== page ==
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The usually busy Centre Street was devoid of traffic Saturday as downtown Calgary dealt with the heaviest flooding in decades from the nearby Bow River. Lower left, a flooded Chinatown. Upper left Calgary’s tallest tower, the Bow, just behind the Telus building.ANDY CLARK/Reuters

Catastrophic loss estimates from recent disasters across Canada have begun to roll in, but the country's largest personal and commercial insurer is expected to weather the crisis aftermath well, according to one analyst.

Intact Financial Corp. has released an early assessment of damages from the flooding in Calgary and the Greater Toronto Area, and the train derailment in Lac-Mégantic, Que. Total losses are expected to hit $257-million over two quarters.

The impact of those claims payments is "neutral," according to CIBC World markets analyst Paul Holden. He said losses were in line with his initial estimates, with the exception of the GTA, which was a little higher than forecast.

"The stock was trading over $60 before any of these events transpired and there is no impact to our earnings per share estimates beyond the third quarter of 2013 related to these events," he said in a note to clients this morning. (Intact shares were trading up slightly to about $58 on Monday.)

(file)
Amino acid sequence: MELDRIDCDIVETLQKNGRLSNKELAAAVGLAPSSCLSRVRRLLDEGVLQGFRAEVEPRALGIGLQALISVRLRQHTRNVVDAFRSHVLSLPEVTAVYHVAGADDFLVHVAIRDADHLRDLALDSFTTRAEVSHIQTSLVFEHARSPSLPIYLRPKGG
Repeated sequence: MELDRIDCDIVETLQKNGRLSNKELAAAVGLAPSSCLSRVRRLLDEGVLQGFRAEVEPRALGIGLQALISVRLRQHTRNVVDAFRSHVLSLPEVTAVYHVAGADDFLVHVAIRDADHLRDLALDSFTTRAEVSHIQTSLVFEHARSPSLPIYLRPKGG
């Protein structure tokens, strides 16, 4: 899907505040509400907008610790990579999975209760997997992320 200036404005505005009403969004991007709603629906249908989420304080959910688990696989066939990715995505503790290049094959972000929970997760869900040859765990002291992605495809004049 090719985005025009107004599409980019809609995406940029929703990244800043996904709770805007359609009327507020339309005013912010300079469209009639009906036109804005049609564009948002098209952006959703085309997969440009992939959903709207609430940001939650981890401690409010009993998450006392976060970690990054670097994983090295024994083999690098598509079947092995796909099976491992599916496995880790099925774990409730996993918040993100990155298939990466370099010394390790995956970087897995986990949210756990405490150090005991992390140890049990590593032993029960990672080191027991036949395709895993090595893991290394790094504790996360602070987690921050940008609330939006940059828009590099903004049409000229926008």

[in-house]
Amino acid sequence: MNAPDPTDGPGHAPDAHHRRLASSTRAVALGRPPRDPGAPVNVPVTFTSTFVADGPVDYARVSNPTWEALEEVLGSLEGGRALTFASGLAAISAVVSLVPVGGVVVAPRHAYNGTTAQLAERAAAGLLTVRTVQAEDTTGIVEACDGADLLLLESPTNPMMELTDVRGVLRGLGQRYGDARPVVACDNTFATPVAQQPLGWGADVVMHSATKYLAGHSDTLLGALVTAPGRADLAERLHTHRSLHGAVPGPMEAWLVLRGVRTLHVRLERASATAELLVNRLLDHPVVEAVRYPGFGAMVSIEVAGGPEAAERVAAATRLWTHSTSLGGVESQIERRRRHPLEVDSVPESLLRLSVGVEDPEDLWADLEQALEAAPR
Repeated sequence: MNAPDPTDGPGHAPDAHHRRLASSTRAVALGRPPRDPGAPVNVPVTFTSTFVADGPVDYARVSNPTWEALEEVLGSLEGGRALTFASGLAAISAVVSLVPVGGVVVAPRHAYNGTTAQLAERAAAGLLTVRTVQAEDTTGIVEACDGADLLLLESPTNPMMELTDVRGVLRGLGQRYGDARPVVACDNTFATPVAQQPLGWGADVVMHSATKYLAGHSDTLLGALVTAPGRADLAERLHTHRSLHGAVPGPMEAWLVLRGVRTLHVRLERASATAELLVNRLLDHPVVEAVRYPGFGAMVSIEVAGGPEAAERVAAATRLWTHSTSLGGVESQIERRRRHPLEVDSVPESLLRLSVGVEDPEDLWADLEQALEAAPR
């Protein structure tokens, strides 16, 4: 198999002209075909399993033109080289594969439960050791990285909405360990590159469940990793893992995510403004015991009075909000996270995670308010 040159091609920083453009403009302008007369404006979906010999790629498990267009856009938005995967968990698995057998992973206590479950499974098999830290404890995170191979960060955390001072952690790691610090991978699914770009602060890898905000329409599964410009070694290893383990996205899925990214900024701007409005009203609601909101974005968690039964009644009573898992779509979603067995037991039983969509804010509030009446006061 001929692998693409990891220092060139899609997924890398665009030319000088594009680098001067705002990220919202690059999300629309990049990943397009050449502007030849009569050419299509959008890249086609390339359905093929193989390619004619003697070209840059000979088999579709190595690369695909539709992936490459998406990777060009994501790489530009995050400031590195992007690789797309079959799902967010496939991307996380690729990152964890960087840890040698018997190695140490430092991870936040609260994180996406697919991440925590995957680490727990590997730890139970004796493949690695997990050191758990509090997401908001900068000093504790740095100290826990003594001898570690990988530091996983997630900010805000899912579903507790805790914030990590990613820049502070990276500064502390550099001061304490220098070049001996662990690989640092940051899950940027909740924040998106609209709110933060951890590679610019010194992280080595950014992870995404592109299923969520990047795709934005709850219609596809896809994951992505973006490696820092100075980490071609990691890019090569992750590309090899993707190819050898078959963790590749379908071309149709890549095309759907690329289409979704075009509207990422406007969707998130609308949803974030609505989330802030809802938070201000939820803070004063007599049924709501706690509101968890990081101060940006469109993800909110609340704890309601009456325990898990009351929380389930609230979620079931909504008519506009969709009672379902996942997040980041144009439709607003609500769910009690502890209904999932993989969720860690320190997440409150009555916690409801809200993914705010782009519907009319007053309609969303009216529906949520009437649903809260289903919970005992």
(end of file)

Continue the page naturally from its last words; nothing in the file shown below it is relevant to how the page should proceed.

Intact said investors should expect after-tax catastrophe losses of $123-million in its upcoming second-quarter results. And then the early July disasters will add another $134-million in after-tax expense to the third quarter earnings. Both figures are net of reinsurance.

"Uncertainty related to the magnitude of losses, which represented an overhang for the stock, is now removed," Mr. Holden said.

But as the frequency and severity of these weather disasters increase, insurers are starting to rethink how they provide coverage and what changes regulators could call for in the future.

Intact chief executive officer Charles Brindamour said the events served as a "stark reminder that we must adapt the protection offered to Canadians to ensure it remains sustainable."

Last week, Intact spokesperson Gilles Gratton said in a statement that it will be "important to achieve a greater level co-ordination and co-operation between governments and insurers..." The company wants to better identify preventive measures and improve the way they deliver protection to customers.

Other insurers have also been posting their initial assessments of claims costs to calm analysts and investors ahead of the upcoming earning season.

In early July, Canada's third largest personal and commercial insurer, RSA Canada, released a preliminary estimate of $75-million in net claims from flooding in Alberta.